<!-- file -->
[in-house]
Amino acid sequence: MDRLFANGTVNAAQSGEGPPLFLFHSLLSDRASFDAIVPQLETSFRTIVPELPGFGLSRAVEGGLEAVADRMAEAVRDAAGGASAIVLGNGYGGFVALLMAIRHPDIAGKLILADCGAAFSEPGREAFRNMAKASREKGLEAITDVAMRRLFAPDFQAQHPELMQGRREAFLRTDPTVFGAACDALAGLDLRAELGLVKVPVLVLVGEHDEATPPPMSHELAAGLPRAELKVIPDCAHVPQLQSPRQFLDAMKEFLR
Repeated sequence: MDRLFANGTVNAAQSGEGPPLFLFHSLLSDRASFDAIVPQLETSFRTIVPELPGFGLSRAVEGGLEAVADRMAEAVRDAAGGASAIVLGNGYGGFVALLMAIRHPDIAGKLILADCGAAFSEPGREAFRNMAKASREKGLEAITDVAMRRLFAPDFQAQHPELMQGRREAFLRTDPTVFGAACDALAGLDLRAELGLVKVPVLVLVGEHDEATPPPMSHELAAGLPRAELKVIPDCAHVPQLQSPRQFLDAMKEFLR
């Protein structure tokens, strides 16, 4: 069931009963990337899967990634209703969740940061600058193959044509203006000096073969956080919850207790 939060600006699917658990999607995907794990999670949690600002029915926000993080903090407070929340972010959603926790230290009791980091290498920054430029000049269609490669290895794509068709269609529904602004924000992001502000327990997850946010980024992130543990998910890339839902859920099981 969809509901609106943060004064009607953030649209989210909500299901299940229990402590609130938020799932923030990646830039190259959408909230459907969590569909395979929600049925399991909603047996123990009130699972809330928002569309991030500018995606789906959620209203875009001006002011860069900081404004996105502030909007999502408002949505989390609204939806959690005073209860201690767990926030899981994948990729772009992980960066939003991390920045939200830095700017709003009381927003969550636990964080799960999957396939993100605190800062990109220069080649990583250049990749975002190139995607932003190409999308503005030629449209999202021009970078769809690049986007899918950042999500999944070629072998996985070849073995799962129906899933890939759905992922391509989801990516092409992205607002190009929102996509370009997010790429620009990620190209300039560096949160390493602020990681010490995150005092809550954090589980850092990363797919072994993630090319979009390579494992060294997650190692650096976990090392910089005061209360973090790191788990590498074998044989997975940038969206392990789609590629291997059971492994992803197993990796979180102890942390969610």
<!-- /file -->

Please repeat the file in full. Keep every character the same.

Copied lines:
[in-house]
Amino acid sequence: MDRLFANGTVNAAQSGEGPPLFLFHSLLSDRASFDAIVPQLETSFRTIVPELPGFGLSRAVEGGLEAVADRMAEAVRDAAGGASAIVLGNGYGGFVALLMAIRHPDIAGKLILADCGAAFSEPGREAFRNMAKASREKGLEAITDVAMRRLFAPDFQAQHPELMQGRREAFLRTDPTVFGAACDALAGLDLRAELGLVKVPVLVLVGEHDEATPPPMSHELAAGLPRAELKVIPDCAHVPQLQSPRQFLDAMKEFLR
Repeated sequence: MDRLFANGTVNAAQSGEGPPLFLFHSLLSDRASFDAIVPQLETSFRTIVPELPGFGLSRAVEGGLEAVADRMAEAVRDAAGGASAIVLGNGYGGFVALLMAIRHPDIAGKLILADCGAAFSEPGREAFRNMAKASREKGLEAITDVAMRRLFAPDFQAQHPELMQGRREAFLRTDPTVFGAACDALAGLDLRAELGLVKVPVLVLVGEHDEATPPPMSHELAAGLPRAELKVIPDCAHVPQLQSPRQFLDAMKEFLR
């Protein structure tokens, strides 16, 4: 069931009963990337899967990634209703969740940061600058193959044509203006000096073969956080919850207790 939060600006699917658990999607995907794990999670949690600002029915926000993080903090407070929340972010959603926790230290009791980091290498920054430029000049269609490669290895794509068709269609529904602004924000992001502000327990997850946010980024992130543990998910890339839902859920099981 969809509901609106943060004064009607953030649209989210909500299901299940229990402590609130938020799932923030990646830039190259959408909230459907969590569909395979929600049925399991909603047996123990009130699972809330928002569309991030500018995606789906959620209203875009001006002011860069900081404004996105502030909007999502408002949505989390609204939806959690005073209860201690767990926030899981994948990729772009992980960066939003991390920045939200830095700017709003009381927003969550636990964080799960999957396939993100605190800062990109220069080649990583250049990749975002190139995607932003190409999308503005030629449209999202021009970078769809690049986007899918950042999500999944070629072998996985070849073995799962129906899933890939759905992922391509989801990516092409992205607002190009929102996509370009997010790429620009990620190209300039560096949160390493602020990681010490995150005092809550954090589980850092990363797919072994993630090319979009390579494992060294997650190692650096976990090392910089005061209360973090790191788990590498074998044989997975940038969206392990789609590629291997059971492994992803197993990796979180102890942390969610």